Buy it Now at All Romance Books.
I hope no one minds if I call Hidden Conflict an excellent collection of short novels, as opposed to the publisher’s description of the book as a group of four “novellas.” You see, I’ve always agreed with Katherine Anne Porter’s opinion that novella is “a slack, boneless, affected word that we do not need to describe anything.” She much preferred the term “short novel,”and so do I.
I had to get my grumbling over with in the above paragraph,because honestly, from here on out I don’t have much to complain about in Hidden Conflict. The idea of collecting tales of gay military men from different periods in history is a great one, and we can instantly grasp the significance of the title: these men face not only the overt conflict of battle but also the inner conflicts that most gay men come to know, no matter where or when they have lived.
Don’t let the peaceful-sounding title of the first work in this volume, Blessed Isle, fool you; this narrative is a perfect example of what would happen if Murphy’s Law and the dictum “life is just one damned thing after another” got married. Set in1790, Captain Harry Thompson of the HMS Banshee falls in love with his lieutenant, Garnet Littleton, during the ship’s first—and last—voyage. Garnet is smitten also, but what these men have to endure will have you white-knuckled with anxiety: pestilence, mutiny, storms, shipwreck, and even a death sentence.
Alex Beecroft, who is at the top of her game as a writer of historical fiction, makes a shrewd tradeoff here. By framing the story as a series of alternating journal entries by the two men, she robs the narrative of any suspense regarding the outcome—obviously these guys live to tell their tale. But she balances out that choice by creating characters that you care about—you want to know how these guys get out of the scrapes they’re in. And the settings are so vivid that you are completely drawn into the writing. It’s a great read.
The next entry in the book, Mark R. Probst’s Not to Reason Why, tells about two U.S. Cavalry soldiers in 1876, marching from North Dakota to Montana to do battle with Indians. Hmmm, something about that place and time seems familiar, doesn’t it? When we learn, very soon, that their commanding officer is Lieutenant Colonel Armstrong Custer, a sense of oh-I-don’t-feel-good-about-this touches the heart like the cold tip of an arrow.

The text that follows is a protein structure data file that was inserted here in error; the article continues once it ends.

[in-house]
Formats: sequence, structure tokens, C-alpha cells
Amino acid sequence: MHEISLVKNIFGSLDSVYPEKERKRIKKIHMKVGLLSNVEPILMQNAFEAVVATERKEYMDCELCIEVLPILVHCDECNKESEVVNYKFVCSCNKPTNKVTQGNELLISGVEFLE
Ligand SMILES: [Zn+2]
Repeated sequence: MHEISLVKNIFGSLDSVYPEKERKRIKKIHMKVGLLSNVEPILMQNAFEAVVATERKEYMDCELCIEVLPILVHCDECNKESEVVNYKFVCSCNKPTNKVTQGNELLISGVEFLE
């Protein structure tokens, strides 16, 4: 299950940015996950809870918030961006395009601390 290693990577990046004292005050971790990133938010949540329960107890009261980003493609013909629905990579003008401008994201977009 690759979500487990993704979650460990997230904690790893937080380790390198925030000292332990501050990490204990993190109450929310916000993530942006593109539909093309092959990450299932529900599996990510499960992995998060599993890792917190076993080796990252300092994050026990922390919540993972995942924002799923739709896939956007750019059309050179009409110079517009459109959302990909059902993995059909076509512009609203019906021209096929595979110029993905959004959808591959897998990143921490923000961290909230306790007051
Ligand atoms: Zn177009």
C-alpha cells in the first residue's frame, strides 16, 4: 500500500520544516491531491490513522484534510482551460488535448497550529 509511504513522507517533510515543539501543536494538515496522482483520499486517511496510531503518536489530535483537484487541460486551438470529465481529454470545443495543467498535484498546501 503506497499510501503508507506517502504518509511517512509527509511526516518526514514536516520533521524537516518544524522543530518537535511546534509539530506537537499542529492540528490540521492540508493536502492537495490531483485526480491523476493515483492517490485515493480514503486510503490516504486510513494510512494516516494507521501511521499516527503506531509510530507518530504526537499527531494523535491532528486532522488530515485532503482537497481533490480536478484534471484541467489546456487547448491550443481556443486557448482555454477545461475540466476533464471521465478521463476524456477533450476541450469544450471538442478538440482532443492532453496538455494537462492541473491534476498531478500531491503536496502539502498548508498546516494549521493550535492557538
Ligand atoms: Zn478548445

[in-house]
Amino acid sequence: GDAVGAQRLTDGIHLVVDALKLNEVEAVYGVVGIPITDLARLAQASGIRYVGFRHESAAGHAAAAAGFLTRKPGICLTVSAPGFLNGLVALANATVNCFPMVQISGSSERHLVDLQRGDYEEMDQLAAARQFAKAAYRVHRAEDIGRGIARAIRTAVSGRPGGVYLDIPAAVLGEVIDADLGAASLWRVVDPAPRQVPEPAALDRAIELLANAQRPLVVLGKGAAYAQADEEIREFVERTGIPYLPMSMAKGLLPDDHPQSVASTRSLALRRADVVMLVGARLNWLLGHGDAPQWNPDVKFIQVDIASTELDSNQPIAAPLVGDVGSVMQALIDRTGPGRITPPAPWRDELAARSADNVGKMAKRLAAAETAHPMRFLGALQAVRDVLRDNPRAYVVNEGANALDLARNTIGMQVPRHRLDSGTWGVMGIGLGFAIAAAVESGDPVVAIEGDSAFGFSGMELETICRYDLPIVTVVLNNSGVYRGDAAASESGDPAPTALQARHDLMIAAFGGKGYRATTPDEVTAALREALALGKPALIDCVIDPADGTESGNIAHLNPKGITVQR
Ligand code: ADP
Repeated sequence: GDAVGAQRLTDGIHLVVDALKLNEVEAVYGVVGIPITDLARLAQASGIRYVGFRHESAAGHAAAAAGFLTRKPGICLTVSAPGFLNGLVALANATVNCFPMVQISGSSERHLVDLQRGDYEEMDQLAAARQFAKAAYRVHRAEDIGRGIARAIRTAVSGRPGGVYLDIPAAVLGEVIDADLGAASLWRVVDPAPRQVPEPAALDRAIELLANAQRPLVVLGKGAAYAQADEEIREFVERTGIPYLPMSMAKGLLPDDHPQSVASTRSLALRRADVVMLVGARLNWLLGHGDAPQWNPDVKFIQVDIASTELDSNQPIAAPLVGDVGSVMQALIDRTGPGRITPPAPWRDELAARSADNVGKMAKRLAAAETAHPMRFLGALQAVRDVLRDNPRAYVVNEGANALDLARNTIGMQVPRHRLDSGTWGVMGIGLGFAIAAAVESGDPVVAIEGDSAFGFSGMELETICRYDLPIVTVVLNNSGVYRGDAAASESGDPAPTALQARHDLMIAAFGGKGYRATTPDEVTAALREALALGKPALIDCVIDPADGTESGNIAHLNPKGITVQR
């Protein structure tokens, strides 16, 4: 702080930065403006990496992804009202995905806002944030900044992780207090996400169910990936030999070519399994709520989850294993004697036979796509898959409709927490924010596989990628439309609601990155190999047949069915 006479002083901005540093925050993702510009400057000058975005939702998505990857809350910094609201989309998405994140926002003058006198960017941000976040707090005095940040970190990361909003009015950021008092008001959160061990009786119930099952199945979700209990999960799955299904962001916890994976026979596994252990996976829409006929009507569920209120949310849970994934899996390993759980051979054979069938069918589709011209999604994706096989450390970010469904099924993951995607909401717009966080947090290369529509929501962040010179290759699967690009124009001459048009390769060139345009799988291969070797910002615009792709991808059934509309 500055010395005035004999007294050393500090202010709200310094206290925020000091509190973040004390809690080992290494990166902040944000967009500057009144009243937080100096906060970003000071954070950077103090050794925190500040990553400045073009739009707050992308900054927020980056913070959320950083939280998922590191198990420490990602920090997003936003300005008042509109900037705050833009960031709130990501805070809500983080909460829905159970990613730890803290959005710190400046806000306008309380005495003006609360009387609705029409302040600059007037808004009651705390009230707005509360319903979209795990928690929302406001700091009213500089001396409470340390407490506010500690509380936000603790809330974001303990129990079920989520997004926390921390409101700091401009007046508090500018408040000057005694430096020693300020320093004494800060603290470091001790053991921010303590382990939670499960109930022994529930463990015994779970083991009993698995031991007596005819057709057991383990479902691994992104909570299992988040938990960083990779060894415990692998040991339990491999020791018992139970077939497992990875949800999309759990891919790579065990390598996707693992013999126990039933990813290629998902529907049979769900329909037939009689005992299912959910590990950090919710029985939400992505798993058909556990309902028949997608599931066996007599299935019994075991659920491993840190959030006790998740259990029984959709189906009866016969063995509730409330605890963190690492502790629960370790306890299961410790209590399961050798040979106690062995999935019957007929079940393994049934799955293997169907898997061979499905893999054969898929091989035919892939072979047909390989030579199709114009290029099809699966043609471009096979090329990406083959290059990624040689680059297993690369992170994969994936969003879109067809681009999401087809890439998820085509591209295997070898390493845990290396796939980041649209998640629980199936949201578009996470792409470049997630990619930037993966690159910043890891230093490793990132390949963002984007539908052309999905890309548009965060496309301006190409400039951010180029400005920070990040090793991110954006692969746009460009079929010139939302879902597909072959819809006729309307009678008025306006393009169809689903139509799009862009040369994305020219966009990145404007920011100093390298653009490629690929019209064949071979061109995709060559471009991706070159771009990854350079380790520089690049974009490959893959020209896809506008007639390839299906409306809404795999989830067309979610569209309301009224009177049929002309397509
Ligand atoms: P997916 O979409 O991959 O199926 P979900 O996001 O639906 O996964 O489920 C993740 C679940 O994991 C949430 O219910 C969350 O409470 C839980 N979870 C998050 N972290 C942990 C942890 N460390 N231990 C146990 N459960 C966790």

As in Blessed Isle,this short novel sacrifices some suspense by making at least part of its outcome a foregone conclusion: we know there’s disaster ahead. But the urge to learn the exact fates of the two soldiers, Brett Price and Dermot Kerrigan—the former desperately in love with the latter, who is of course straight and doesn’t have a clue—keeps us reading. I haven’t read many accounts of the Battle of the Little Bighorn, but the description here is unforgettable.
No Darkness is a tour de force. For this World War I drama about two men trapped in a cellar somewhere on the Western Front, author Jordan Taylor gives herself the challenge of having to move most of the story forward through dialogue alone. She accomplishes this so skillfully that it’s easy to imagine this work as a radio play (with a few terrifying sound effects). The delicate bond formed between the two men—one an officer, one a private; one (mostly?) straight, one gay—feels authentic in every way.
Our One and Only is a different sort of tale because it’s about two lovers who are permanently separated by war. Young Eddie Fiske is killed in France, leaving his lover, Phil Cormier, to try to make a life of his own in their home town of Baltimore.As the story follows Phil across four decades, we see him struggle to let go of his love for Eddie, or at least find a way of breaking its hold on his life.
Our One and Only misfires only when an anachronism drops into the dialogue; for example, the expression “on the down low” didn’t exist fifty years ago. But the emotional reality of the story is genuine all the way, and Phil’s climactic confrontation with his grief and anger, and the hopeful aftermath, provides a catharsis for the reader as well.
As a whole, Hidden Conflict is an eloquent reminder that lives lost in battle can never be replaced.If that seems like a simple lesson to learn, then why can’t the bloodthirsty nations of the world—including our own—take it to heart?
Reviewed by Wayne Courtois